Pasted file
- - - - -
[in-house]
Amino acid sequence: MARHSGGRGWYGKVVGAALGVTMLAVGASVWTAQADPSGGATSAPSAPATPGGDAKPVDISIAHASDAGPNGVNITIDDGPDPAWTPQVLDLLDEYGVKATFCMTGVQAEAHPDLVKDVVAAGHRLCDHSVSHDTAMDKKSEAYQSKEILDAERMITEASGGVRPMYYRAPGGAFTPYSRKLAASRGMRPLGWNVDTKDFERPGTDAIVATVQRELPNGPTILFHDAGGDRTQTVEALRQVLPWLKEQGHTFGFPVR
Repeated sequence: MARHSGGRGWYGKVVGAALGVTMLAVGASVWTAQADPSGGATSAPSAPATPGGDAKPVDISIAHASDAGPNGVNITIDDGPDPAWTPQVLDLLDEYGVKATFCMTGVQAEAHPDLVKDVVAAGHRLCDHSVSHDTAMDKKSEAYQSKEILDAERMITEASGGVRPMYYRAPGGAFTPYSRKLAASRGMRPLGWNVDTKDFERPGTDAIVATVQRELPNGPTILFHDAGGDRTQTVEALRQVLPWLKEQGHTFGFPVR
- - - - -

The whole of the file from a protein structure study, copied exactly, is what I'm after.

[in-house]
Amino acid sequence: MARHSGGRGWYGKVVGAALGVTMLAVGASVWTAQADPSGGATSAPSAPATPGGDAKPVDISIAHASDAGPNGVNITIDDGPDPAWTPQVLDLLDEYGVKATFCMTGVQAEAHPDLVKDVVAAGHRLCDHSVSHDTAMDKKSEAYQSKEILDAERMITEASGGVRPMYYRAPGGAFTPYSRKLAASRGMRPLGWNVDTKDFERPGTDAIVATVQRELPNGPTILFHDAGGDRTQTVEALRQVLPWLKEQGHTFGFPVR
Repeated sequence: MARHSGGRGWYGKVVGAALGVTMLAVGASVWTAQADPSGGATSAPSAPATPGGDAKPVDISIAHASDAGPNGVNITIDDGPDPAWTPQVLDLLDEYGVKATFCMTGVQAEAHPDLVKDVVAAGHRLCDHSVSHDTAMDKKSEAYQSKEILDAERMITEASGGVRPMYYRAPGGAFTPYSRKLAASRGMRPLGWNVDTKDFERPGTDAIVATVQRELPNGPTILFHDAGGDRTQTVEALRQVLPWLKEQGHTFGFPVR